Will Android Games Ever Top Apple Apps?

Will Android Games Ever Top Apple Apps?

When the Internet talks about mobile gaming versus handheld gaming (and ho-boy, there has been a lot of that kind of talk lately), the Nintendo DS, 3DS, and Sony PSP are studied as distinct soldiers fighting a heated battle in their own ways. Any mention of Google’s Android game market, however, tends to be stapled onto discussions about the iPhone App Store. A good example of this kind of “Oh, and” can be observed on this IndustryGamers report about the Nintendo DS and PSP losing ground to iOS and Android games. Whereas the DS and PSP’s numbers are represented individually, iOS and Android games are bunking together on their piece of the pie chart.

It’s enough to make you pause and wonder: Where does Android’s game market sit, specifically?

Let’s be honest: When we talk about mobile games, we get a clear picture of an iOS device in our heads. Android smartphones and tablets are an afterthought. While iPhone app and game developers do have to deal with some OS fragmentation, it’s nothing compared to the Android’s frequently-lamented fragmentation, which can lead to a whole whack of phones with different operating systems being put on sale at the same time. This leads to a scramble to make Android games as compatible for as many phones as possible, but someone inevitably gets left out. Cue sad game developers and sad Android users.

Debates rage over how serious Android’s fragmentation issues are. Some mobile phone enthusiasts and game developers say it’s not so bad; others claim that developing for the Android is a touch of hell. Will Android-based gaming ever acquire the status it needs to hold its own against the likes of Nintendo and Sony, or are its success stories forever doomed to be tacked on to Apple’s?

It’s going to take significant work and time for the Android’s game library to even touch the iPhone’s in terms of quality and quantity. Even Rovio’s Peter Vesterbacka thinks that the “fragmentation of the [Android] ecosystem,” when held up against Apple’s own “ecosystem,” is a problem.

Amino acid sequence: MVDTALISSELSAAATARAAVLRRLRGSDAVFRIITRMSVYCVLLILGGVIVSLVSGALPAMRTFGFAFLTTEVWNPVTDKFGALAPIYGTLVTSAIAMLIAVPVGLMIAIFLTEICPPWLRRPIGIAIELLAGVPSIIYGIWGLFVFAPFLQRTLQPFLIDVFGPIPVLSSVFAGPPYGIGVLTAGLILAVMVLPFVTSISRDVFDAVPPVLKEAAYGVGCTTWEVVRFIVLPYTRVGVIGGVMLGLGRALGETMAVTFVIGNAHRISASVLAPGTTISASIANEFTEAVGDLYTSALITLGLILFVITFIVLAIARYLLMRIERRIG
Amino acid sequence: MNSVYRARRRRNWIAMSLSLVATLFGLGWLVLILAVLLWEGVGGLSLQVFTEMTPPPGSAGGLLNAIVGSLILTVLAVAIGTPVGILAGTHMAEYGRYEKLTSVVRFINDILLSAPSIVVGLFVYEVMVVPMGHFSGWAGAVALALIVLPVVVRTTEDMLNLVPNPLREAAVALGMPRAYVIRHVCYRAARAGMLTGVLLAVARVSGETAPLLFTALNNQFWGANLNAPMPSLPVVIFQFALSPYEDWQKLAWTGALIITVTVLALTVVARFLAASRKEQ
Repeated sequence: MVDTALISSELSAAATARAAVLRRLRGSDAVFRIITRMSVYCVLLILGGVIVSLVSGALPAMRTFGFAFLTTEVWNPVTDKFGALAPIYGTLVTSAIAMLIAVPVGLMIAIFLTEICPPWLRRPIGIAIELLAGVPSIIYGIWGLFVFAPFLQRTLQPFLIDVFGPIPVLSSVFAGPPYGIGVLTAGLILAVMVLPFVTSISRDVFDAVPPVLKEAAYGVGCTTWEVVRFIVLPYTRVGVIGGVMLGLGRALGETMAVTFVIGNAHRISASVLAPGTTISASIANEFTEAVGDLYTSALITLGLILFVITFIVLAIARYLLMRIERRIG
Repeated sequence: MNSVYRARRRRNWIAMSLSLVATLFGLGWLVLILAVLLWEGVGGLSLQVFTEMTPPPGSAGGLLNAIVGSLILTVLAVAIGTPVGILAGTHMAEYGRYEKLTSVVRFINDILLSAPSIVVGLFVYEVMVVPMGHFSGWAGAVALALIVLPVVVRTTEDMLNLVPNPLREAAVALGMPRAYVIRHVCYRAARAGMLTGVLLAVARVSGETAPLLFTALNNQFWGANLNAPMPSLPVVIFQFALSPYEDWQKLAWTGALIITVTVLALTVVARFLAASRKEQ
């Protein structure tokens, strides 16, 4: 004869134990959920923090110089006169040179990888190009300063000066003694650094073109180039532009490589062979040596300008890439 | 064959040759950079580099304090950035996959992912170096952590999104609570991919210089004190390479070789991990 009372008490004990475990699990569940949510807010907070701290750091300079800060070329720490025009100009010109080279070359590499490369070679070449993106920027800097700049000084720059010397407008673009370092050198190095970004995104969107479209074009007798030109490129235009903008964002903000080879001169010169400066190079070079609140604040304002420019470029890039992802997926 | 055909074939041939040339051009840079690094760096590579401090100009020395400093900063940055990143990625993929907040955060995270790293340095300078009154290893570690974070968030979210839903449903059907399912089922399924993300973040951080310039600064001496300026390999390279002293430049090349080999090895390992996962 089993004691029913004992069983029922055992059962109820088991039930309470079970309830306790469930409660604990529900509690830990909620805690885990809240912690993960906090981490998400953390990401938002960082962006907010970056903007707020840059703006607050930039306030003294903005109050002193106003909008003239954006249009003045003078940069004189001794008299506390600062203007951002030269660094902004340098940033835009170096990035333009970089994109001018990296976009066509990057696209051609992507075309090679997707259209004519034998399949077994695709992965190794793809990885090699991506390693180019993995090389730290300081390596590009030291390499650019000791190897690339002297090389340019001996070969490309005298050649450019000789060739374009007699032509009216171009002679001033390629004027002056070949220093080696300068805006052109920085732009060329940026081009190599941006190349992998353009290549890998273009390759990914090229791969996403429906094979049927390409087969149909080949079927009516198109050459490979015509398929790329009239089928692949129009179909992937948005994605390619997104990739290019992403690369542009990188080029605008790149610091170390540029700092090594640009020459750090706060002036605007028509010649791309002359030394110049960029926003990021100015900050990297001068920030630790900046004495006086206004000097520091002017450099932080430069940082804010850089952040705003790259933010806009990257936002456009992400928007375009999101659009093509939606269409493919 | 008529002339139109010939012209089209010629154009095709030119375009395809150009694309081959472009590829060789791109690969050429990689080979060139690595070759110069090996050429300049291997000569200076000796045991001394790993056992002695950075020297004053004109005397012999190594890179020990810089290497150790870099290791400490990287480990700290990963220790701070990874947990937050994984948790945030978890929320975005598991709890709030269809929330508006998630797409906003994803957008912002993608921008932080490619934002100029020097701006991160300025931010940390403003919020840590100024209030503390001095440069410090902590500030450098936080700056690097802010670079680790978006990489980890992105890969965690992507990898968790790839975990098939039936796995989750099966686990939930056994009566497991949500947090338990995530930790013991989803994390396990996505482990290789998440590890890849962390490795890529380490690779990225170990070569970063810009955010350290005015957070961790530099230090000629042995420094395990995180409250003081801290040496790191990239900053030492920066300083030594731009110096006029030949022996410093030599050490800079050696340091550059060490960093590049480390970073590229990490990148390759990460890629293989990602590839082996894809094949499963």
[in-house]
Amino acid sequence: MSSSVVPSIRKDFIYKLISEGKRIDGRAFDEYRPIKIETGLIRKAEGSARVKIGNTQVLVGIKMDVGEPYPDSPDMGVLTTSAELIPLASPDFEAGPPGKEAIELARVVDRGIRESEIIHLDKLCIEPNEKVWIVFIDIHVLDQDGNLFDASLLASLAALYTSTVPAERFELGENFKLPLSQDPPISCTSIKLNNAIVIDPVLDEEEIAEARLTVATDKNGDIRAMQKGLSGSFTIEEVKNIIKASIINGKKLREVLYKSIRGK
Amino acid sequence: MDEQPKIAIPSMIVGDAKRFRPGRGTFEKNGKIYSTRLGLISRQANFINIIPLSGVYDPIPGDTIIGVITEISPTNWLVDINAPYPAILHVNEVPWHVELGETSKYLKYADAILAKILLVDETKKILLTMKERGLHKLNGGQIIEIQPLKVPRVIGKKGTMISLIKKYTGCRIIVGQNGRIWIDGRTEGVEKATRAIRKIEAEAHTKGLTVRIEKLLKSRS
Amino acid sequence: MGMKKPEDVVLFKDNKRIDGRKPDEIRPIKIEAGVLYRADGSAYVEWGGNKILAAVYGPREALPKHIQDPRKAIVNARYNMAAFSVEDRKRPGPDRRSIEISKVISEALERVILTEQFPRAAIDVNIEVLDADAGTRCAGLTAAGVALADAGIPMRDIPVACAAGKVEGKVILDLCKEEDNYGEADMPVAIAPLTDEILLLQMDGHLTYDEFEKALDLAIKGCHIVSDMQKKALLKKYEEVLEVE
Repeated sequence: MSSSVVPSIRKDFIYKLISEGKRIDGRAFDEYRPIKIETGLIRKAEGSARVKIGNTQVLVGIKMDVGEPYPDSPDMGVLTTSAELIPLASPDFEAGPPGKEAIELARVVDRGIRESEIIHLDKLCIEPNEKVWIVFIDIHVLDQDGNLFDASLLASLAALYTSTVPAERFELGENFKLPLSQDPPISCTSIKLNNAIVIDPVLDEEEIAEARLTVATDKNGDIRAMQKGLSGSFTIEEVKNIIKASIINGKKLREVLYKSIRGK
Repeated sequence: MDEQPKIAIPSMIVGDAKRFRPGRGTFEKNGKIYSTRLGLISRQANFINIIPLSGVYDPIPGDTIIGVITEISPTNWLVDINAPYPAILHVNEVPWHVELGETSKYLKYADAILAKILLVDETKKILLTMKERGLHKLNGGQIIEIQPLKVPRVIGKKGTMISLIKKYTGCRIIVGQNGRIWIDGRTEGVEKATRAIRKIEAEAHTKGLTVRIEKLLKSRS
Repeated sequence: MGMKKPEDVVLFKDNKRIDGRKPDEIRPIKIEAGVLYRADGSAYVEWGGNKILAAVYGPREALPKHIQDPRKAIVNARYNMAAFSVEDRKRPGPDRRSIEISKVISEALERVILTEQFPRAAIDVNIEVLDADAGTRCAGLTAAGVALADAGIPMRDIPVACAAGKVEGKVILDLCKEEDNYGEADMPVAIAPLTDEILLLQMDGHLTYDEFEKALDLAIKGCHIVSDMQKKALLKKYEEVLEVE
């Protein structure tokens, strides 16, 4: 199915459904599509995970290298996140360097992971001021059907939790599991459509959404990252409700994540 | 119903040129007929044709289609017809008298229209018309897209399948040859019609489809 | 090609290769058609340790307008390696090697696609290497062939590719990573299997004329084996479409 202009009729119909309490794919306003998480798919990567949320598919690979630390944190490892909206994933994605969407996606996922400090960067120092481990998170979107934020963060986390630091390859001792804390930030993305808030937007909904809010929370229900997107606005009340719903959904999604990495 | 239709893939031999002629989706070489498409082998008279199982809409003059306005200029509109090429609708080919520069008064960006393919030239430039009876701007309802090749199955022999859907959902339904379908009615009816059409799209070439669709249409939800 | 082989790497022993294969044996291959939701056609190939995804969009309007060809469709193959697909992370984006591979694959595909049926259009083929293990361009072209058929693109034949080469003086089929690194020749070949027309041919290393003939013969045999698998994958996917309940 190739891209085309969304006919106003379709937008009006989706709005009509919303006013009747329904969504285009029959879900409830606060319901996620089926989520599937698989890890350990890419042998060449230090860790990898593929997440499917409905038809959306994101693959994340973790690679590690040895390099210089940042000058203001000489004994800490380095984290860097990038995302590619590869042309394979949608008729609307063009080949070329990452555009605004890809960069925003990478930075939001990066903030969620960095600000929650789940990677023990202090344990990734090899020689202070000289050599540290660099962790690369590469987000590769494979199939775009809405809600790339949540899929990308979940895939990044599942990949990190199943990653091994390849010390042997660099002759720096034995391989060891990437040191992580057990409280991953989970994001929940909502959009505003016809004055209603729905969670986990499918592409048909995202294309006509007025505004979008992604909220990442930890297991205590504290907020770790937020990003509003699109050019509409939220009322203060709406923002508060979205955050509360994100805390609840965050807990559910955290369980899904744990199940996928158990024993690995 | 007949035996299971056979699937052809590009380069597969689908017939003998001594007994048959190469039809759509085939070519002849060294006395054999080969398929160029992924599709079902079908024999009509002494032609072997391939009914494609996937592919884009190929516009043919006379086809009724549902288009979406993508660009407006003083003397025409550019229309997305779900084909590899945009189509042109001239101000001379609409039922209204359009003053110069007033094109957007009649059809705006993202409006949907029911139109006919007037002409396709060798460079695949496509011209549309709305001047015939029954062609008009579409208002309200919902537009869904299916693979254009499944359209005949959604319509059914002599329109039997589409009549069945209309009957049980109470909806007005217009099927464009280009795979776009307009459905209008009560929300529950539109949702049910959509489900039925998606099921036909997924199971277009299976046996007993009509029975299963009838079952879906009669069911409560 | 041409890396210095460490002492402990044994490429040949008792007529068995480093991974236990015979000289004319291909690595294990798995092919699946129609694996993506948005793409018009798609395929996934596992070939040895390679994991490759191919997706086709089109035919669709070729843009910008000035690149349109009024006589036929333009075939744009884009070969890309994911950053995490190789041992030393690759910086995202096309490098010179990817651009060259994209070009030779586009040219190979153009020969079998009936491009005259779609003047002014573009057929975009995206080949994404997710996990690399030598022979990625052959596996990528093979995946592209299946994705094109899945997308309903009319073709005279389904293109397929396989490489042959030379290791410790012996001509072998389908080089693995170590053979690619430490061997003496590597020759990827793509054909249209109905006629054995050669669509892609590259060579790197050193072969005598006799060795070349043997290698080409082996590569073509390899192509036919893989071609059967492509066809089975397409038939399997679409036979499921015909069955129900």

“Android is open, but not really open, a very Google centric ecosystem,” Vesterbacka said at a press event held in late April. By contrast, Vesterbacka praised the iPhone for changing the gaming landscape forever.

Angry Birds is available on the Android Marketplace (free!), so Rovio knows a bit about the angst that comes with Android game development. It’s not all bad news, though. Earlier this year, Kongregate, one of the web’s biggest online sites for free Flash-based games, brought some of its games to the Android with “Kongregate Arcade.” In fact, given time, the Android Marketplace may well build up a nice reserve of exclusive Flash-based games, given Apple and Adobe’s inability to, shall way say, play nicely together.

Some Android owners believe that there will come a time when developers port Android games to the iOS, instead of attempting to do vice-versa. That might be a case of waiting for the lion and lamb to lie down together. Even so, mobile gaming’s popularity is blazing, which makes it unlikely that developers will let a few programming inconveniences stop them from learning how to tap into the Android’s gaming potential.

About Nadia Oxford
Nadia is a freelance writer living in Toronto. She played her first game at four, decided games were awesome, and has maintained her position since. She writes for 1UP.com, Slide to Play, GamePro and other publications, and is About.com’s Guide to the Nintendo DS.

1 Comments

  1. This is interesting:

    http://www.bbc.co.uk/news/uk-13284156

    IHS Screen Digest estimates that £1.1billion of revenue flowed through Apple’s App store last year.

    Android Market managed just £62m. The figure was lower than both Blackberry App World (£100m) and Nokia’s Ovi store (£64m).

    That’s about 6% of the revenue. FOLLOW THE MONEY.

Leave a Reply